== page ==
Planning Your Career in Music After College
It’s that time of the year when college seniors are looking forward to being handed their diplomas and branching out into their chosen field. For some people, it may be easy to decide what path to follow after college. For others, however, the prospects aren’t as obvious.
If you are going to college to study music, you may find yourself wondering what to do with your music education degree once you graduate. The music industry is notoriously difficult to break into and high profile horror stories from people who managed to make a career in music are enough to scare anyone off. Entering into music education is an option, but art programs in schools can be underfunded and underserviced, so if you don’t have a passion for teaching, it might not be your best option. You could become a performance musician, but how does one find an orchestra to play with, let alone get accepted? If you are feeling nervous about your future in music, don’t be dismayed. We are going to break down some of the potential career options for young musicians.
Picking your path
When planning a career in music, it’s important to understand your professional goals. What are you looking for in a job other than playing your instrument? Do you want to work with others or alone? What genre are you interested in playing? What audience are you trying to reach? Once you have decided what you are seeking to achieve in your career, you can narrow down your job options.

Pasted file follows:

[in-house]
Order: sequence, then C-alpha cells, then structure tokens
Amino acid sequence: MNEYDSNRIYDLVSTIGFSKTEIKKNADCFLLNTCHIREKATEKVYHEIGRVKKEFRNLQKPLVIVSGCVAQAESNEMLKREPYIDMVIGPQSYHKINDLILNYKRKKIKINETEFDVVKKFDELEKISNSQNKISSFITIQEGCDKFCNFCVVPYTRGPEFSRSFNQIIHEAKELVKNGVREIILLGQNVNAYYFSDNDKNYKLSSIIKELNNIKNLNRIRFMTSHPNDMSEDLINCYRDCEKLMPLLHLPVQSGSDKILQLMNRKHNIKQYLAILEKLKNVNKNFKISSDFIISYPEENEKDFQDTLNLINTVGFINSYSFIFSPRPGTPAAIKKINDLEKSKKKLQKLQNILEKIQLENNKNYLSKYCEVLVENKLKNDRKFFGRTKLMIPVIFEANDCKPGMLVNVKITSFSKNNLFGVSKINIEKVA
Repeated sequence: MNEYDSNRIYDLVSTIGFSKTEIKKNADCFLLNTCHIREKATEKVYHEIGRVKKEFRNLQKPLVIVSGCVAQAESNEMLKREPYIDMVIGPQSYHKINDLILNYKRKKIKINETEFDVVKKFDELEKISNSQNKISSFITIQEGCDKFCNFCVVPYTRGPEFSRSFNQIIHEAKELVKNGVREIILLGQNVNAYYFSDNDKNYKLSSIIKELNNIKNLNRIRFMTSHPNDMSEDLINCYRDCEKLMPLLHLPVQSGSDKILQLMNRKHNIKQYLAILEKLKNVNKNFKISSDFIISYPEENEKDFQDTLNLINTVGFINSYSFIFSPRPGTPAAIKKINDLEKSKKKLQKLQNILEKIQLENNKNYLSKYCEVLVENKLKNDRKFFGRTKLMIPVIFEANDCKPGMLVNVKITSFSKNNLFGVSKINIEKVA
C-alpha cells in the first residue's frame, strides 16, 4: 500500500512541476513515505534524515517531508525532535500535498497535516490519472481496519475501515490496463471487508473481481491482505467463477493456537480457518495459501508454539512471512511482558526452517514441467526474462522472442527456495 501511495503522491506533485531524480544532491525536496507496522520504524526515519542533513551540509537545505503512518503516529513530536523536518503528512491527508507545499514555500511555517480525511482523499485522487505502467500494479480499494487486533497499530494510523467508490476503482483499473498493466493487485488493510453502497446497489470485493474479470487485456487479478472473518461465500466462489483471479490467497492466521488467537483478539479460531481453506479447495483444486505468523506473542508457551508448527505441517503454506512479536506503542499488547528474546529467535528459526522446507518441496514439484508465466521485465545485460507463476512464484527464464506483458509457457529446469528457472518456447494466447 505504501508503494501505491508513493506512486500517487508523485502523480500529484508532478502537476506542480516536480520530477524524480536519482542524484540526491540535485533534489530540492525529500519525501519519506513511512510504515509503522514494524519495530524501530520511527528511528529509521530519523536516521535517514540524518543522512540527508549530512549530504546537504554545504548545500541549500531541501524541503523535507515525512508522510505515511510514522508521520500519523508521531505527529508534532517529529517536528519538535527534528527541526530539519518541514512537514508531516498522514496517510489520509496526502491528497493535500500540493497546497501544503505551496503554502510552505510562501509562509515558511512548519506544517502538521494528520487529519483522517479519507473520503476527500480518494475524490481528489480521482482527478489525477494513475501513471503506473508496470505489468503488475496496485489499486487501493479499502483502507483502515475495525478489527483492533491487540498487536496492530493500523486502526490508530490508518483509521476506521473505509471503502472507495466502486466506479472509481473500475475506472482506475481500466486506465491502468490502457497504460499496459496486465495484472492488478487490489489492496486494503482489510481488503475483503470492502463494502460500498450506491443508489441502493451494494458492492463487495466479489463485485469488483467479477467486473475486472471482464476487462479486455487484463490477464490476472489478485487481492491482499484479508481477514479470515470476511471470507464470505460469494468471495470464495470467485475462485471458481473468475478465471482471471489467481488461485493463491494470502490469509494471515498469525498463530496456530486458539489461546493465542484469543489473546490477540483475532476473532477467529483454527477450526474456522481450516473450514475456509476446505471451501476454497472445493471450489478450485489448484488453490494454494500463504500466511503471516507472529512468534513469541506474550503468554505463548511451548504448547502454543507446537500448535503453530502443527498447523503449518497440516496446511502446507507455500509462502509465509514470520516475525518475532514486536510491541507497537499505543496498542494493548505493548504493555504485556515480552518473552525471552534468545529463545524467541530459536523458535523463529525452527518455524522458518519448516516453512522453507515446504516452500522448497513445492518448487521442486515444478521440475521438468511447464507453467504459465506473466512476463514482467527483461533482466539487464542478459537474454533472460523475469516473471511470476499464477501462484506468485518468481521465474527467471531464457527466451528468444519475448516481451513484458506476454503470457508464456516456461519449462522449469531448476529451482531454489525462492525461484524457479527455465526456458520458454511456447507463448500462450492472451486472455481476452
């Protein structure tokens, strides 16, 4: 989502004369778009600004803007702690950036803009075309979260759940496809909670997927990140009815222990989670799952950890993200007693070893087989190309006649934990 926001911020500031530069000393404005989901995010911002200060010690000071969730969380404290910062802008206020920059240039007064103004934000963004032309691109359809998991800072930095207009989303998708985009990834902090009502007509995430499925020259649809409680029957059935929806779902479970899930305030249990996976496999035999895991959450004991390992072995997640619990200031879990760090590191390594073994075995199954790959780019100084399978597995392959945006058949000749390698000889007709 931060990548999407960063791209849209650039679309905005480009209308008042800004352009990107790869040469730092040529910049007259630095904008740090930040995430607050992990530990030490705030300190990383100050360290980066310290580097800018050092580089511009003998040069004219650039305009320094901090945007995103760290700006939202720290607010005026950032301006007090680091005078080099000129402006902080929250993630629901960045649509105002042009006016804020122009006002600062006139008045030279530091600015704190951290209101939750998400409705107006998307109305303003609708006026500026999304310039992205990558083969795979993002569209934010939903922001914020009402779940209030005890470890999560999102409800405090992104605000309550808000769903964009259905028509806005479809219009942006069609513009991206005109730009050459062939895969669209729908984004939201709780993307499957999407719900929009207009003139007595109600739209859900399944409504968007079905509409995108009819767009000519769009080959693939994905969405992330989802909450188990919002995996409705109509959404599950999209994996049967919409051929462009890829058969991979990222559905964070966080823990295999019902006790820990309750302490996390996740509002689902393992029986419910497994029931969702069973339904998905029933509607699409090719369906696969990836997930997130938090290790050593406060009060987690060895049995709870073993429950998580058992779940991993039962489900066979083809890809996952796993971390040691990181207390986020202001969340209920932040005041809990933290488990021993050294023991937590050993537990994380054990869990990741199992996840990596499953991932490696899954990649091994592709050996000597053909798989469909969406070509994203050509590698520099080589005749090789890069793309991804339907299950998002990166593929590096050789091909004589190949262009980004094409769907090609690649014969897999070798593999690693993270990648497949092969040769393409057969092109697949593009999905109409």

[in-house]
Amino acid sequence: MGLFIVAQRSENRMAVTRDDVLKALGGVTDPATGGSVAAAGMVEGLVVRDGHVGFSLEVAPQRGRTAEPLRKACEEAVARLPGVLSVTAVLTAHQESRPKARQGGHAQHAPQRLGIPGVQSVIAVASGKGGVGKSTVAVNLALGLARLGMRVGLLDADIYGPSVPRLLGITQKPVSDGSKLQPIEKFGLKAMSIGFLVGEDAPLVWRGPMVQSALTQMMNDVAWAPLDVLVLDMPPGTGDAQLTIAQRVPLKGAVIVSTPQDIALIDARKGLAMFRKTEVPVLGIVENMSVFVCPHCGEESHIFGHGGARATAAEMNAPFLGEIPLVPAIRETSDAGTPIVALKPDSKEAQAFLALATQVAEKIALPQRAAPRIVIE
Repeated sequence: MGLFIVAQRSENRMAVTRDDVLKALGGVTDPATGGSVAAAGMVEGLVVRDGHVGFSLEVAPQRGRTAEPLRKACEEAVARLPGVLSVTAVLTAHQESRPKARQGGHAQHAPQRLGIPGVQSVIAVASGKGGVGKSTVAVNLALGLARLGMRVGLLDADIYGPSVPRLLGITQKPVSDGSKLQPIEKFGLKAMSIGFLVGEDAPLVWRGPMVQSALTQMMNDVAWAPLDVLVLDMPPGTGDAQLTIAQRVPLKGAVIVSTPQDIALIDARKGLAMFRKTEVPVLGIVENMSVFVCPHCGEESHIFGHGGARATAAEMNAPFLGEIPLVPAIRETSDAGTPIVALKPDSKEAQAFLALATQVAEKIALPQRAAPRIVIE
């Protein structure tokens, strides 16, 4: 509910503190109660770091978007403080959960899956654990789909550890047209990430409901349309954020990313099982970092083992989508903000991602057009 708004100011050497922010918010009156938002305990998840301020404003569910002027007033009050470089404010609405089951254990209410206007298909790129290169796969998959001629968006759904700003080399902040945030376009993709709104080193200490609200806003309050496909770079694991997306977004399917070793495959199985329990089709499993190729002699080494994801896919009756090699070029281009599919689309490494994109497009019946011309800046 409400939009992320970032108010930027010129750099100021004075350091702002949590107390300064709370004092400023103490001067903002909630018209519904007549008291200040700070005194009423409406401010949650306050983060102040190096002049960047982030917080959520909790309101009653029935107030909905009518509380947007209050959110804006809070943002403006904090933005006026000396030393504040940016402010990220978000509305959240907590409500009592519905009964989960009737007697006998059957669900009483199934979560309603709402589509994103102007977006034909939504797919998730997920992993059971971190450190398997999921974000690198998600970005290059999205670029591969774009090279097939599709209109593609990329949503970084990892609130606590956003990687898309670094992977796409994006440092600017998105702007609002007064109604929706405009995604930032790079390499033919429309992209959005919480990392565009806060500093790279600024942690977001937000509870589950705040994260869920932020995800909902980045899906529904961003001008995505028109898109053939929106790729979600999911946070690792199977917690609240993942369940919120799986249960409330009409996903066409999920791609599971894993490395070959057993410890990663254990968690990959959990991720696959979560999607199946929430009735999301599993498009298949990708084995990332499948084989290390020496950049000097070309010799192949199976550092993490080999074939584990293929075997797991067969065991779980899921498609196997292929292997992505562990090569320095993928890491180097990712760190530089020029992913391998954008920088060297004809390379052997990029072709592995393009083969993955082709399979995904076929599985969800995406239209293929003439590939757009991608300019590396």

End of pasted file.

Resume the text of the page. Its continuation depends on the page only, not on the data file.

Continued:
Performance careers may be one of the most popular paths among aspiring musicians, and while it can be difficult to get started, it’s an incredibly rewarding career path. No matter whether you want to play in an orchestra, a band, or perform as a soloist, having a strong network of fellow professional musicians makes all the difference. You can start building your network now by making connections with your music professors or getting involved with music groups on campus.
Interested in more of a behind the scenes career? There are plenty of jobs in the music industry that don’t involve onstage performing, such as managing, producing, or music journalism positions, to name only a few. Music education is also an excellent option if you still want to play your instrument and inspire the next generation, but don’t want to be onstage.
Improvising as you go
Regardless of what type of professional musician you want to be, making connections in the music industry is crucial. You never know what relationship will get you into the audition room or recording studio. Even if you’re not keen on performing, personal connections can go a long way.
Now that you have decided you are going to music college we want to say bravo! Stop by our website and check out the Johnson String catalog today, then check back frequently for our sales including this year's upcoming 2022 graduation sale.